# Puzzle – If one child is a boy, what is the probability the other is a boy?

Last Updated : 18 Jan, 2023

### Question:

A woman has two kids. There is one boy. What are the odds that the other child is a boy as well? How does this change if you are told the oldest child is a boy?

### Solution:

We will divide the question into two parts and then solve:

i) A woman has two kids. There is one boy. What are the odds that the other child is a boy as well?

Answer: The probability of the other boy is 1/3.

Explanation:

If a woman has 2 children, then there are four possibilities:
1) The former child is a boy, and the second child is a boy (BB)
2) The former child is a boy, and the second child is a girl (BG)
3) The former child is a girl, and the second child is a boy (GB)
4) The former child is a girl, and the second child is a girl (GG)

But, already given that one child is a boy.

So, we have three possibilities of (BB) (BG) (GB)
n(E) = both are boys = BB = 1 (number of favorable event)
n(S) = 3 (total outcomes; BB, BG, GB)

The probability of an Event = (Number of favourable outcomes) / (Total number of possible outcomes)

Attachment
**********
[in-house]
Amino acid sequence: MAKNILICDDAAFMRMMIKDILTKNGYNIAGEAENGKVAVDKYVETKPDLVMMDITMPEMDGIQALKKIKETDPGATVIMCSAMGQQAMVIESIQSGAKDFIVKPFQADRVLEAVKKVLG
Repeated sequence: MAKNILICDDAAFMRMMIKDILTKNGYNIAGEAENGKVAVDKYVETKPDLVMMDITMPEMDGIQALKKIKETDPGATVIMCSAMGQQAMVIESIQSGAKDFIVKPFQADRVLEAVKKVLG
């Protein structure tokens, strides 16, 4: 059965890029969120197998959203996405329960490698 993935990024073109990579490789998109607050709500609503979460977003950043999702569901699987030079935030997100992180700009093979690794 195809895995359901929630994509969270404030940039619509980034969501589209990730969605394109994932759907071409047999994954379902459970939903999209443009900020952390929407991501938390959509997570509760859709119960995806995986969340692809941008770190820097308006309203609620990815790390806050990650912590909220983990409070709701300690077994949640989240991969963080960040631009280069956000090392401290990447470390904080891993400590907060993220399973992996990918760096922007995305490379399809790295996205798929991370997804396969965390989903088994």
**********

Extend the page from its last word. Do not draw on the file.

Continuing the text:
P(A) = n(E) / n(S)
Required probability P = n(E)/n(S) = 1/3

ii) How does this change if you are told the oldest child is a boy?

Ans. The probability of the other boy is 1/2.

Explanation:

If a woman has 2 children, then there are two possibilities:

1) The former child is a boy, and the second child is a boy (BB)
2) The former child is a boy, and the second child is a girl (BG)

So, we have two possibilities for (BB) (BG).

n(E) = both are boys = BB = 1 (number of favorable event)
n(S) = 2 (total outcomes; BB, BG,)

The probability of an Event = (Number of favourable outcomes) / (Total number of possible outcomes)

P(A) = n(E) / n(S)
Required probability P = n(E)/n(S) = 1/2.

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